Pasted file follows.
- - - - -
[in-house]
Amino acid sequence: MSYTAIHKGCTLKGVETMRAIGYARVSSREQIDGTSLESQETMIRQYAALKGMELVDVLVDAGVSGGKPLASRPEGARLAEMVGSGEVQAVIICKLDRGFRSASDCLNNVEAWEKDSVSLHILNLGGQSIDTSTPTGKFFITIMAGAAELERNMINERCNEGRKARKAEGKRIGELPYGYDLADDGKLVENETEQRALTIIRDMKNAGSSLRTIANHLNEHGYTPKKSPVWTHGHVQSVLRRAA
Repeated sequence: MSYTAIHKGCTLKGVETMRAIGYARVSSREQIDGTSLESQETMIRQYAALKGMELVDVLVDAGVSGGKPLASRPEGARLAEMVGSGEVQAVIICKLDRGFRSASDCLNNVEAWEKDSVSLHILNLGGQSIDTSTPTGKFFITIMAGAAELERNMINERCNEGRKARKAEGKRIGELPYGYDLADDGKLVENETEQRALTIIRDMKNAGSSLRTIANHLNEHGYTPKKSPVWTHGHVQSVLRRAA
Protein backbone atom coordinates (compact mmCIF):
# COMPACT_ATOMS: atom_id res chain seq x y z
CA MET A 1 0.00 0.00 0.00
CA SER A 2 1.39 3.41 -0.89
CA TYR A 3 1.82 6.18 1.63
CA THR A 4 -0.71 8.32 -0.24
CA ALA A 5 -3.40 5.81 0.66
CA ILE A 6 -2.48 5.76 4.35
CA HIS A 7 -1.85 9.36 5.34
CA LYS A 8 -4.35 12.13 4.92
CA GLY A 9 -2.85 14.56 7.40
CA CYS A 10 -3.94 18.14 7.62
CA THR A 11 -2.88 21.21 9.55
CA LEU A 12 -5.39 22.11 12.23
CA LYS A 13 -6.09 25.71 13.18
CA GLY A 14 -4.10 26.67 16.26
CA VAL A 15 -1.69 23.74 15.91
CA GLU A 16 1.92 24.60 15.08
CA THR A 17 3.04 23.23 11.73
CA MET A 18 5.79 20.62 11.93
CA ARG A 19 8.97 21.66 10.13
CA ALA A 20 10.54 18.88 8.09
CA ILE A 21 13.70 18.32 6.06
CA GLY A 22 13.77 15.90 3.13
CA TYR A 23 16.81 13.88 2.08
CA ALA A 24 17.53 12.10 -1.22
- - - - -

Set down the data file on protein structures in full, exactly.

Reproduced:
[in-house]
Amino acid sequence: MSYTAIHKGCTLKGVETMRAIGYARVSSREQIDGTSLESQETMIRQYAALKGMELVDVLVDAGVSGGKPLASRPEGARLAEMVGSGEVQAVIICKLDRGFRSASDCLNNVEAWEKDSVSLHILNLGGQSIDTSTPTGKFFITIMAGAAELERNMINERCNEGRKARKAEGKRIGELPYGYDLADDGKLVENETEQRALTIIRDMKNAGSSLRTIANHLNEHGYTPKKSPVWTHGHVQSVLRRAA
Repeated sequence: MSYTAIHKGCTLKGVETMRAIGYARVSSREQIDGTSLESQETMIRQYAALKGMELVDVLVDAGVSGGKPLASRPEGARLAEMVGSGEVQAVIICKLDRGFRSASDCLNNVEAWEKDSVSLHILNLGGQSIDTSTPTGKFFITIMAGAAELERNMINERCNEGRKARKAEGKRIGELPYGYDLADDGKLVENETEQRALTIIRDMKNAGSSLRTIANHLNEHGYTPKKSPVWTHGHVQSVLRRAA
Protein backbone atom coordinates (compact mmCIF):
# COMPACT_ATOMS: atom_id res chain seq x y z
CA MET A 1 0.00 0.00 0.00
CA SER A 2 1.39 3.41 -0.89
CA TYR A 3 1.82 6.18 1.63
CA THR A 4 -0.71 8.32 -0.24
CA ALA A 5 -3.40 5.81 0.66
CA ILE A 6 -2.48 5.76 4.35
CA HIS A 7 -1.85 9.36 5.34
CA LYS A 8 -4.35 12.13 4.92
CA GLY A 9 -2.85 14.56 7.40
CA CYS A 10 -3.94 18.14 7.62
CA THR A 11 -2.88 21.21 9.55
CA LEU A 12 -5.39 22.11 12.23
CA LYS A 13 -6.09 25.71 13.18
CA GLY A 14 -4.10 26.67 16.26
CA VAL A 15 -1.69 23.74 15.91
CA GLU A 16 1.92 24.60 15.08
CA THR A 17 3.04 23.23 11.73
CA MET A 18 5.79 20.62 11.93
CA ARG A 19 8.97 21.66 10.13
CA ALA A 20 10.54 18.88 8.09
CA ILE A 21 13.70 18.32 6.06
CA GLY A 22 13.77 15.90 3.13
CA TYR A 23 16.81 13.88 2.08
CA ALA A 24 17.53 12.10 -1.22